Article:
BEIRUT: Ross Mountain has only been on the job for three weeks, but the newly appointed resident and humanitarian coordinator for the U.N.’s global development network in Lebanon is already settling in.
In his senior role at the United Nations Development Program, Mountain is getting a good look at the situation of Syrian refugees in Lebanon and says he is struck by the generosity of their hosts.
In the hope that the rest of the world will recognize these efforts and use their resources to offer more help, he says he sees the crisis as a chance to develop some of Lebanon’s poorest areas, which are also hosting the majority of the refugees.
“If we can capitalize on this increased international attention, this can be an opportunity to improve the long-term development of Lebanon,” Mountain says at his office in Beirut.
He’s not new to Lebanon, having last worked here in the 1990s – in the wake of the 15-year Civil War – to help coordinate the U.N. response to Israel’s “Grapes of Wrath” military operation.
Now, however, the U.N. coordinator is taking on a whole new set of challenges as the Syrian war approaches its fourth year and Lebanon continues to bear the brunt of the regional refugee burden.
Amid the struggles facing both the refugees and the host communities – overwhelmed infrastructure, overcrowded neighborhoods, fierce competition for low-paying jobs, to name a few – Mountain believes Lebanon’s response has been commendable. But he also thinks the country shouldn’t have to continue to go it alone.
He hopes that the upcoming Paris conference of the International Support Group for Lebanon to begin on March 5 will encourage the world to play its part in supporting the nearly 1 million Syrian refugees who now represent around a quarter of the country’s population.
“It’s important for the international community to be supporting Lebanon. At the moment, it has in terms of population the greatest burden of any country,” he says. He points out that 220 villages that represent 68 percent of Lebanon’s poor are also hosting 86 percent of the country’s Syrian refugees.
“It shows where it’s hitting.”
In Mountain’s work to generate more international support for Lebanon, he is quick to emphasize all that the country and numerous nongovernmental organizations have done to help Syrian refugees – something he believes is too often overshadowed by sporadic incidents of xenophobia that receive more media attention.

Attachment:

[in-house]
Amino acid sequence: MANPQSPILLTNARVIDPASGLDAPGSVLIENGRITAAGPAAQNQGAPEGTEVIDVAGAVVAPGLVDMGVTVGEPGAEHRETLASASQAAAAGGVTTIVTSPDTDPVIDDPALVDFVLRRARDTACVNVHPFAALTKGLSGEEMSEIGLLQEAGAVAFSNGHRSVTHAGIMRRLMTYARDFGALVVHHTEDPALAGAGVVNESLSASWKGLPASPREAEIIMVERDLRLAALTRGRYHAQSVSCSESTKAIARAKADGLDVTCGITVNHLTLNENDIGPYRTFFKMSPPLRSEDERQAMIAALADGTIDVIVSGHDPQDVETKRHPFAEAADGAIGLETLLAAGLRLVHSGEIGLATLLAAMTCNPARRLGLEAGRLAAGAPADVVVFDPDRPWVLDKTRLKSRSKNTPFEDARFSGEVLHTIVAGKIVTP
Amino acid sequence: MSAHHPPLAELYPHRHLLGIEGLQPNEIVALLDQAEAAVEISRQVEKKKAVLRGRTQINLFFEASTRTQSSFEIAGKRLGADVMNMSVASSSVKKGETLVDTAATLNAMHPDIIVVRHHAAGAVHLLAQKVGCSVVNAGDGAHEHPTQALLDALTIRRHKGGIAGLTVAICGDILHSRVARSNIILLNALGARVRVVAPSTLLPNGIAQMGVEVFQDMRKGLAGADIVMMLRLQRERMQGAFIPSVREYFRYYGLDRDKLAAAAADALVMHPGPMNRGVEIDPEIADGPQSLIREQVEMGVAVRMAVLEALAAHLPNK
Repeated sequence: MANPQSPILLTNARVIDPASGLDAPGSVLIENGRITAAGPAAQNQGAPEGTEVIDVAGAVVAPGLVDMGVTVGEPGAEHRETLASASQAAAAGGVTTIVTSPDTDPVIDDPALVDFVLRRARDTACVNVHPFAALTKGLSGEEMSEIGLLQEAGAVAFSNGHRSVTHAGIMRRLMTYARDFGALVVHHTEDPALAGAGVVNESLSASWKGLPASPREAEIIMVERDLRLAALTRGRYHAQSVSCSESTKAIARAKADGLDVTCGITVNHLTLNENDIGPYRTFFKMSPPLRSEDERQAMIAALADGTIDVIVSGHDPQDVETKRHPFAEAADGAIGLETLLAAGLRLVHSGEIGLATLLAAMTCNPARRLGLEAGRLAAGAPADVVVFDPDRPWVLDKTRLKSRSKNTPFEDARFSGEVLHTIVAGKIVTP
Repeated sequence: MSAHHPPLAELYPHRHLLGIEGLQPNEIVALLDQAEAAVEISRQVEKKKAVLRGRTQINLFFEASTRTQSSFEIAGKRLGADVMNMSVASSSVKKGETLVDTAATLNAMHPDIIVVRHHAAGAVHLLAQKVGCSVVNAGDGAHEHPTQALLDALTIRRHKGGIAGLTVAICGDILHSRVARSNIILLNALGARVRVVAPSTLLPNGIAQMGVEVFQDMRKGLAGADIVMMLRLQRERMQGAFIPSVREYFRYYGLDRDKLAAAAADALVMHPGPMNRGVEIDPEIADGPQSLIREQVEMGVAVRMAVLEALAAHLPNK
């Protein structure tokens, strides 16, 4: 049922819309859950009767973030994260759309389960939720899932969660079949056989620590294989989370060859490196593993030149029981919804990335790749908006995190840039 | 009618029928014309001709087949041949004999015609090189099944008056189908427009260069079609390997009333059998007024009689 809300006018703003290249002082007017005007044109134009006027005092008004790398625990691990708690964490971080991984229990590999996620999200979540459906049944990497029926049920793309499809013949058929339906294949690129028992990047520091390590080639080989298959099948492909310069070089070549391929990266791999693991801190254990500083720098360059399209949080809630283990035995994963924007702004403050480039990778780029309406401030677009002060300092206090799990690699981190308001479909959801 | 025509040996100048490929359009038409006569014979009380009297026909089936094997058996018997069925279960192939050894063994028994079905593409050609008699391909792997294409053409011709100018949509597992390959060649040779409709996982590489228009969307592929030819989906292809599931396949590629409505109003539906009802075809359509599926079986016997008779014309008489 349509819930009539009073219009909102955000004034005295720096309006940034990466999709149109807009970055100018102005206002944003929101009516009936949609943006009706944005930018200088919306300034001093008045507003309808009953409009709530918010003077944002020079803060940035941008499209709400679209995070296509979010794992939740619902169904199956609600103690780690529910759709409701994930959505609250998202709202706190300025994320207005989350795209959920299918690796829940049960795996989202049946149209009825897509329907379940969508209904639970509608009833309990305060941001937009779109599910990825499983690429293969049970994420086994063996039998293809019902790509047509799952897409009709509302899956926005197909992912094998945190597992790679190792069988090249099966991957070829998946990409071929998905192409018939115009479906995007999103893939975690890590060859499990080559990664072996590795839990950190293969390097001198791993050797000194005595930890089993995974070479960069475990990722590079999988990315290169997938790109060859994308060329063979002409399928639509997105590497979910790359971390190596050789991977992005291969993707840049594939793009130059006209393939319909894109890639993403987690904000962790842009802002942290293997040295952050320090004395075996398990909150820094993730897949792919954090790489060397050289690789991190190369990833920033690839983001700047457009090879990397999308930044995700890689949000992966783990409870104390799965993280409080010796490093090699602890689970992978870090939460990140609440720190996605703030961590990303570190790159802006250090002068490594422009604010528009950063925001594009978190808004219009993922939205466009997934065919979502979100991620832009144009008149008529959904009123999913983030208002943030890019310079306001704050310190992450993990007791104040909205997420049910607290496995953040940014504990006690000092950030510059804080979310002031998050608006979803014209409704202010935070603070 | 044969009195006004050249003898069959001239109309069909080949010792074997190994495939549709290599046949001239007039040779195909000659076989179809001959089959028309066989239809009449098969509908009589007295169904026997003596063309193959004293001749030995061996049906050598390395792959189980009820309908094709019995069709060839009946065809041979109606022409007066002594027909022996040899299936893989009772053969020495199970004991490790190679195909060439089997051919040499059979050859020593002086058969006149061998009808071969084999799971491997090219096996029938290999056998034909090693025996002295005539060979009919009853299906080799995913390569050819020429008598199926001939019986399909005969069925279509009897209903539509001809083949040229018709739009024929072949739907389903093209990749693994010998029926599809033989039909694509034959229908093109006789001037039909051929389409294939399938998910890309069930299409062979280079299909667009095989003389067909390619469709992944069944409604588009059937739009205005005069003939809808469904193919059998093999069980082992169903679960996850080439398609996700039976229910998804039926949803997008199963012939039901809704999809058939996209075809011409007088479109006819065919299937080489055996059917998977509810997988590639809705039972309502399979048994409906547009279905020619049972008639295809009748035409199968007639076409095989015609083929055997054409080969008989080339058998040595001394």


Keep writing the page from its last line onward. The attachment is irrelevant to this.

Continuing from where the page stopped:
In some of Lebanon’s most neglected areas, NGOs have been working with local communities to find sustainable solutions to both the refugee crisis and local poverty.
For example, instead of giving out food aid that would compete with local products, the World Food Program is distributing cash vouchers similar to ATM cards – $18 a month each for 650,000 refugees – so that money can be injected into the Lebanese economy. So far, WFP has contributed $180 million in cash for these vouchers.
In addition, Lebanese families have been getting assistance in order to renovate their homes to host Syrian refugees, while municipalities are receiving aid to develop their infrastructure, including much-needed waste management systems in areas with informal tented settlements.
“There is a special effort going on in the humanitarian community to make sure Lebanon benefits,” Mountain says, noting that even before the Syrian refugee influx, the rate of poverty in Lebanon was high at around 30 percent.
The U.N. coordinator is mindful of the subject of refugee camps’ sensitivity in Lebanon, given the country’s long and turbulent history with Palestinian camps.
But he is quick to emphasize that helping Syrians establish clean and safe living conditions is far better than allowing the refugees to live in ad hoc settlements without access to basic infrastructure.
He also points out that unlike the Palestinians, Syrians will have a country to return to once the war is over. Even those refugees who do end up staying longer tend to make significant contributions to their host countries, he says.